I soon realized I had to consider three kind of phonemes: obstruents (pure consonants, I mean, phonemes which are always pronounced as consonants), sonorants (phonemes which can behave either as a consonant (like the Y in yes) or a vowel (the Y in party)) and vowels. I decided that both obstruents and sonorants should be written with full letters, whereas pure vowels should be written with diacritics (usually called tehtar by Tolkienists). This enabled a word to be pretty recognizable even when its vowel underwent ablaut and changed from e to o, lengthened or completely disappeared (what’s known as zero-grade, it often forces a previously consonantal semi-vowel to become a vowel).
Pure consonants are represented by the most typical kind of tengwar, which consist of a (long) stem and one or more bows:
Note: As said above, there is still some uncertainty about the true phonetic value of many PIE consonants. Owning to this, two purposed phonemes will be given for some letters: one according to most traditional theories, and one corresponding to the markedly different Glottalic Theory.
On the other hand, sonorants or semi-vowels (the consonants which can be syllabic) are represented by tengwar which are not composed of a stems and a long bows; so as to easily distinguish them. There is also a non-sonorant with such a symbol: an alternative form of S to be used for S-mobile.
(Yet another) Note: some of these improperly labbeled ‘semi-vowels’ are actually consonants which can be syllabic nuclei in the same way as vowels (as the l in bottle in most English dialects). On the other hand, Y and W are true semivowels. They were (most likely) pronounced /j/ and /w/ when pronounced as consonants (and written as Y and W) whereas they were pronounced /i/ and /u/ (usually written I and U) otherwise.The letters which are usually written H₁, H₂ and H₃ are suspected to have been pronounced as fricatives when consonants and as actual vowels otherwise.
As I stated before, full vowels are written in this mode as diacritic marks, called tehtar (the name is unimportant, though). Most linguists seem to agree that Proto-Indoeuropean had only 2 different vowels: e and o (other vowels such as i, u and a (see note below) actually arose from semivowels such as Y, W and H₂), which can be either short (e and o) or long (ē and ō).
Sometimes, related words will have (more or less) the same consonants but completely different vowels (a hypothetical word “gyek” could be related to “gyok” or even to “gik” (where the I is just a vocalic y)). In those cases, the words would only be distinguished by the diacritic marks (or the absence of them); thus enabling us to recognize such related words.
(And still another) Note: There are also some linguists which claim that PIE also had a as a full vowel, and not barely as a vocalic form of H₂. That’s why I also included a tehta for ‘a’.
These diacritics also help determining whether a semi-vowel is to be pronounced as a vowel or a consonant: the semi-vowel will be a consonant as long as there is some vowel diacritic (tehta) above them. Otherwise, they will be vowels.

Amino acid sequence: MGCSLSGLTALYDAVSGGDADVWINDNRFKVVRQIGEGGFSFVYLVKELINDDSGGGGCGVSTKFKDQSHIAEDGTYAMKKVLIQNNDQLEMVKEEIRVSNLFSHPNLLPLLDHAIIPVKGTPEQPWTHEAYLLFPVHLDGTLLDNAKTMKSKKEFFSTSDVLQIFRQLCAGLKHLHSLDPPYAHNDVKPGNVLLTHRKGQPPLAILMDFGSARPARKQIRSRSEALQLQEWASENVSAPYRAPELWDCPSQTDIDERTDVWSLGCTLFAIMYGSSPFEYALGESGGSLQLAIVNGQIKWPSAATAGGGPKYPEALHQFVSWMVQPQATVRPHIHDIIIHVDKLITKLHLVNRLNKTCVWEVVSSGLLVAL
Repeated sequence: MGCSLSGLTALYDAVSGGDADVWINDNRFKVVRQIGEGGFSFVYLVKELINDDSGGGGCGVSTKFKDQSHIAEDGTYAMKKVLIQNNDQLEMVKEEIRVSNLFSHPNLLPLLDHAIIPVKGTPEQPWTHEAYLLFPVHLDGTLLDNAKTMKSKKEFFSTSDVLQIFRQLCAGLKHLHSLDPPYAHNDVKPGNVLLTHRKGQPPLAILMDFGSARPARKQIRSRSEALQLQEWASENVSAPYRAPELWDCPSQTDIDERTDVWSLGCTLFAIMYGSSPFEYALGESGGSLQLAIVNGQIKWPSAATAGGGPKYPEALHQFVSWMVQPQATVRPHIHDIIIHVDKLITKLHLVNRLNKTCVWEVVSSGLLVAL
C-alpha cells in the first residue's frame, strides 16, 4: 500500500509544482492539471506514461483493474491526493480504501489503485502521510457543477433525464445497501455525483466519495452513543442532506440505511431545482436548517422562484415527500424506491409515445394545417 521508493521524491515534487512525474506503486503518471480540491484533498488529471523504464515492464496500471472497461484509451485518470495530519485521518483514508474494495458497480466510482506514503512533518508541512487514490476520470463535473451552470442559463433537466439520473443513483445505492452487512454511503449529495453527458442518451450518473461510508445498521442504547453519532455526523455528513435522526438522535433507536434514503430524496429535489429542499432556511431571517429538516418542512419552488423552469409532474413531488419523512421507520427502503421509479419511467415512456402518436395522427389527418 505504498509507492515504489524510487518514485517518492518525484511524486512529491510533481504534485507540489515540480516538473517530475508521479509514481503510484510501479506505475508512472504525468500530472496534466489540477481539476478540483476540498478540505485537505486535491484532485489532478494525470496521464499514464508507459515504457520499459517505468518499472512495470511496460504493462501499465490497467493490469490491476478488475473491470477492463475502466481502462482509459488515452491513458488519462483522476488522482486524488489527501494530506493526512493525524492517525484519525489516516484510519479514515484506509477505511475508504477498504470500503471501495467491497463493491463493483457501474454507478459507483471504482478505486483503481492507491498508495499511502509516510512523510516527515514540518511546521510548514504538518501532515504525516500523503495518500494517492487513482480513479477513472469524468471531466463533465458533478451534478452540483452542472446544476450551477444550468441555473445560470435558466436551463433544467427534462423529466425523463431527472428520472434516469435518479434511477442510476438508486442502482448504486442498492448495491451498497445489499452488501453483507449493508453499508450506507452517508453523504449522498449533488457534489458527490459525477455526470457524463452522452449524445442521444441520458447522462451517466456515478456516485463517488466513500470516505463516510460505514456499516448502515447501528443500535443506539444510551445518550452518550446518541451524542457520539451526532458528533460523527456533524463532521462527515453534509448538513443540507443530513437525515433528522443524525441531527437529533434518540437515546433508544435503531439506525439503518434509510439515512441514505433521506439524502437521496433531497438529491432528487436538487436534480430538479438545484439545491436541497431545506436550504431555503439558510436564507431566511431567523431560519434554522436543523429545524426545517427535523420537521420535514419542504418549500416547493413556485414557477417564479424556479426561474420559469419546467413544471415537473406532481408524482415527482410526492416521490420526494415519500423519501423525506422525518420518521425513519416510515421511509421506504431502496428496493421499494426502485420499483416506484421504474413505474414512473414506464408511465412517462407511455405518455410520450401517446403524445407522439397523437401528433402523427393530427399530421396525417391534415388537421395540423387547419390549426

Proto Indoeuropean is also considered to have had stress accent. As a significant phonemic feature, it should be marked. I do this by placing a dot below the stressed letter (the one where the stressed vowel is placed). As a result, the consonants which already have two dots below will have three.
Finally, this is a Tengwar version of Schleicher’s fable; one of the first texts ever translated to (reconstructed) Proto-Indoeuropean. It was written by August Schleischer in 1868. Since then, lots of discoveries have been made, so I used a much more recent version by Adams, published in 1997.
This is the same in cursive Tengwar (as in the Ring inscription):
- Gʷr̥hxḗi h2óu̯is, kʷési̯o u̯lh2néh4 ne (h1é) est, h1ék̂u̯ons spék̂et, h1oinom ghe gʷr̥hxúm u̯óĝhom u̯éĝhontm̥ h1oinom-kʷe ĝ méĝham bhórom, h1oinom-kʷe ĝhménm̥ hxṓk̂u bhérontm̥. h2óu̯is tu h1ek̂u̯oibh(i̯)os u̯eukʷét: ‘k̂ḗr haeghnutór moi h1ék̂u̯ons haéĝontm̥ hanérm̥ u̯idn̥téi. h1ék̂u̯ōs tu u̯eukʷónt: ‘k̂ludhí, h2óu̯ei, k̂ḗr ghe haeghnutór n̥sméi u̯idn̥tbh(i̯)ós. hanḗr, pótis, h2éu̯i̯om r̥ u̯l̥h2néham sebhi kʷr̥néuti nu gʷhérmom u̯éstrom néĝhi h2éu̯i̯om u̯l̥h2néha h1ésti.’ Tód k̂ek̂luu̯ṓs h2óu̯is haéĝrom bhugét.
The Sheep and the Horses
- [On a hill,] a sheep that had no wool saw horses, one of them pulling a heavy wagon, one carrying a big load, and one carrying a man quickly. The sheep said to the horses: “My heart pains me, seeing a man driving horses”. The horses said: “Listen, sheep, our hearts pain us when we see this: a man, the master, makes the wool of the sheep into a warm garment for himself. And the sheep has no wool”. Having heard this, the sheep fled into the plain.
As usual, everyone who wants to is allowed to use this mode or any other thing in this blog. In fact, you’re encouraged to! I really doubt old good Tolkien would be anything but honored for the use of its nice alphabet.
[The last] Note: I used Tengwar Annatar font by Johan Winge for the images. You can download it freely at http://home.student.uu.se/jowi4905/fonts/annatar.html.